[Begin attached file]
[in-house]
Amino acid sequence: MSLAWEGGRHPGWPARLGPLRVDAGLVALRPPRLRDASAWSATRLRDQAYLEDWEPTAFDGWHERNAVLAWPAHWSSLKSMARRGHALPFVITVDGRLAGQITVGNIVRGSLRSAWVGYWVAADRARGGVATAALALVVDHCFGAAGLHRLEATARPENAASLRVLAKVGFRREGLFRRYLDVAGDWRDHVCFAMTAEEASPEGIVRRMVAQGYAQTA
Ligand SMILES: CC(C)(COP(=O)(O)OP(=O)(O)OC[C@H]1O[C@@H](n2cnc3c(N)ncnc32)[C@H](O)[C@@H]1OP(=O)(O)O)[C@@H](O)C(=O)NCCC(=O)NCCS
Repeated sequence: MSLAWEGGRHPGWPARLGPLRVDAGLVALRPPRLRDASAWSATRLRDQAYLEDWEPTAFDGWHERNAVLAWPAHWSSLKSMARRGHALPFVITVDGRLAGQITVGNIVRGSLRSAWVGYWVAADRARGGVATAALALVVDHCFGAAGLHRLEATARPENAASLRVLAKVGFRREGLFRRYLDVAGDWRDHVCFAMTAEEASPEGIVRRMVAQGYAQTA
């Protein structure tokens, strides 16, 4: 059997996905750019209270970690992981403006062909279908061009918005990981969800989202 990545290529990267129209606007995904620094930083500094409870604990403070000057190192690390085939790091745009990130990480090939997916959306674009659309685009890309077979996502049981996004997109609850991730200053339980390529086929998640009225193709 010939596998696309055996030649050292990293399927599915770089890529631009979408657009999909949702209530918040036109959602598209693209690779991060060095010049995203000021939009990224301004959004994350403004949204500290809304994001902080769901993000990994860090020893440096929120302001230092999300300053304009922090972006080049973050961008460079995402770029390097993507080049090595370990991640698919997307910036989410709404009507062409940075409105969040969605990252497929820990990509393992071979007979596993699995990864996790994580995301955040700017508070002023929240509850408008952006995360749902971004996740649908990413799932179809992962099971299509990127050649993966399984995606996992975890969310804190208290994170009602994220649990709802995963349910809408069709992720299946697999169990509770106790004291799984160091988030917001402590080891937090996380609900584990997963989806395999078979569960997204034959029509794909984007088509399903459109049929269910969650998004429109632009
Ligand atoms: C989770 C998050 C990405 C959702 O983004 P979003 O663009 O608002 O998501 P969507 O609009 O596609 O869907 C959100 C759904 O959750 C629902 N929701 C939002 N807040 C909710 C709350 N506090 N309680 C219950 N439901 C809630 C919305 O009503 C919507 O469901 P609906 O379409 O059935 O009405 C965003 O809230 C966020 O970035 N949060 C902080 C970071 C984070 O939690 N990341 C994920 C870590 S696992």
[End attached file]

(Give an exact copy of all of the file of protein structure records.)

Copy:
[in-house]
Amino acid sequence: MSLAWEGGRHPGWPARLGPLRVDAGLVALRPPRLRDASAWSATRLRDQAYLEDWEPTAFDGWHERNAVLAWPAHWSSLKSMARRGHALPFVITVDGRLAGQITVGNIVRGSLRSAWVGYWVAADRARGGVATAALALVVDHCFGAAGLHRLEATARPENAASLRVLAKVGFRREGLFRRYLDVAGDWRDHVCFAMTAEEASPEGIVRRMVAQGYAQTA
Ligand SMILES: CC(C)(COP(=O)(O)OP(=O)(O)OC[C@H]1O[C@@H](n2cnc3c(N)ncnc32)[C@H](O)[C@@H]1OP(=O)(O)O)[C@@H](O)C(=O)NCCC(=O)NCCS
Repeated sequence: MSLAWEGGRHPGWPARLGPLRVDAGLVALRPPRLRDASAWSATRLRDQAYLEDWEPTAFDGWHERNAVLAWPAHWSSLKSMARRGHALPFVITVDGRLAGQITVGNIVRGSLRSAWVGYWVAADRARGGVATAALALVVDHCFGAAGLHRLEATARPENAASLRVLAKVGFRREGLFRRYLDVAGDWRDHVCFAMTAEEASPEGIVRRMVAQGYAQTA
């Protein structure tokens, strides 16, 4: 059997996905750019209270970690992981403006062909279908061009918005990981969800989202 990545290529990267129209606007995904620094930083500094409870604990403070000057190192690390085939790091745009990130990480090939997916959306674009659309685009890309077979996502049981996004997109609850991730200053339980390529086929998640009225193709 010939596998696309055996030649050292990293399927599915770089890529631009979408657009999909949702209530918040036109959602598209693209690779991060060095010049995203000021939009990224301004959004994350403004949204500290809304994001902080769901993000990994860090020893440096929120302001230092999300300053304009922090972006080049973050961008460079995402770029390097993507080049090595370990991640698919997307910036989410709404009507062409940075409105969040969605990252497929820990990509393992071979007979596993699995990864996790994580995301955040700017508070002023929240509850408008952006995360749902971004996740649908990413799932179809992962099971299509990127050649993966399984995606996992975890969310804190208290994170009602994220649990709802995963349910809408069709992720299946697999169990509770106790004291799984160091988030917001402590080891937090996380609900584990997963989806395999078979569960997204034959029509794909984007088509399903459109049929269910969650998004429109632009
Ligand atoms: C989770 C998050 C990405 C959702 O983004 P979003 O663009 O608002 O998501 P969507 O609009 O596609 O869907 C959100 C759904 O959750 C629902 N929701 C939002 N807040 C909710 C709350 N506090 N309680 C219950 N439901 C809630 C919305 O009503 C919507 O469901 P609906 O379409 O059935 O009405 C965003 O809230 C966020 O970035 N949060 C902080 C970071 C984070 O939690 N990341 C994920 C870590 S696992």